It's hard to ignore the ads about dietary supplements for diabetes. The promises sound so appealing that you may start to ask yourself: Does chromium really amplify insulin response in people with type 2 diabetes? Will alpha lipoic acid relieve the burning, tingling, and numbness of my neuropathy? Can fish oil protect my heart? You'd prefer not to waste money on the equivalent of Lucille Ball's Vitameatavegamin, but you want to improve your health. It's difficult to know, however, whether dietary supplements really help because there are insufficient clinical studies to validate the claims. Let's start with the recommendations of two major diabetes organizations: The American Diabetes Association, in its Standards of Care 2009, states: "There is no clear evidence of benefit from vitamin or mineral supplementation in people with diabetes (compared with the general population) who do not have underlying deficiencies." If a supplement is recommended for the general population -- for example, folic acid for pregnant women -- it is also recommended for people with diabetes. The Canadian Diabetes Association Clinical Practice Guidelines state that people with diabetes "should be encouraged to meet their nutritional needs by consuming a well-balanced diet. Routine vitamin and mineral supplementation is generally not recommended." These organizations aren't necessarily against supplements. They are, however, saying there have not been enough well-designed studies showing benefits. But Do Supplements Work? In developing guidelines, medical organizations give more weight to studies that are long-term and involve large numbers of people at different sites. The studies must be placebo-controlled -- some people get the supplement, and some people take look-alike pills (placebos) tha Continue reading >>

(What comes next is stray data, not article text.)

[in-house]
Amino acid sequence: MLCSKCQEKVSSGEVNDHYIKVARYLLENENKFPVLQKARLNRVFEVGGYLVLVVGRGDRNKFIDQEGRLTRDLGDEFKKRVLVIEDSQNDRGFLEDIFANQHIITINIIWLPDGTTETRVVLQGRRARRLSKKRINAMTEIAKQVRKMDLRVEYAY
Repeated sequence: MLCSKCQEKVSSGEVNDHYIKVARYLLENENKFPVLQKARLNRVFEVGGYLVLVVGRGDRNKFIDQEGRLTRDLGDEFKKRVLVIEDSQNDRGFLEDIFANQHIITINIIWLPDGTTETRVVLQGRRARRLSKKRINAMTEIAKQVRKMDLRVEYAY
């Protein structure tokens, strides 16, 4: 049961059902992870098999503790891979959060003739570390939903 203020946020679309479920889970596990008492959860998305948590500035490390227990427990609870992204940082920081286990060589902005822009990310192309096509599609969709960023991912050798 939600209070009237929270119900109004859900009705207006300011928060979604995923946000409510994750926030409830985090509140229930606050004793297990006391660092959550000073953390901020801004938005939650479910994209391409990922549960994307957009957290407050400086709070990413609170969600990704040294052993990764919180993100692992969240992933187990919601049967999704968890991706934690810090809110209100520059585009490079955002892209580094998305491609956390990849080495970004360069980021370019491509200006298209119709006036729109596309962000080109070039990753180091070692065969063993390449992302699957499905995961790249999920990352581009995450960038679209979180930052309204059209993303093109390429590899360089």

6 Of The Best Dietary Supplements For A Diabetic Diet—and 3 You Should Avoid
Should I take supplements? From cinnamon and magnesium to herbal formulas claiming to smack down high blood sugar, “diabetes-friendly” supplements are popping up in health food stores and drugstores and in the medicine cabinets of more and more people with diabetes. More than 50 percent of people with diabetes say they’ve used dietary supplements, according to one 2011 study—and at least one in four has given herbal remedies a try. The big question: Should you? “People with diabetes may be looking for something that seems less potent than a medication or something that will treat other health issues beyond blood sugar control, such as high cholesterol,” notes Laura Shane-McWhorter, PharmD, a University of Utah professor of pharmacotherapy and author of The American Diabetes Association Guide to Herbs & Nutritional Supplements: What You Need to Know from Aloe to Zinc. But experts are reluctant to recommend supplements to people with diabetes for two important health reasons. First, there’s virtually no research on long-term safety. Second, no supplement controls blood sugar as effectively as diabetes drugs (in combination with a healthy lifestyle). “There are no miracle treatments for diabetes,” Shane-McWhorter says. “The most important thing to know if you have diabetes is that no supplement will take care of it for you. Diabetes is a condition that can be well-controlled with a healthy lifestyle plus medication if needed. A supplement can’t replace those.” And new science is changing the supplement landscape. In consulting the latest research as well as supplement experts for this report on the best-studied and most widely used supplements, we found that some popular pills—chromium, we’re talking about you—aren’t living up to their reput Continue reading >>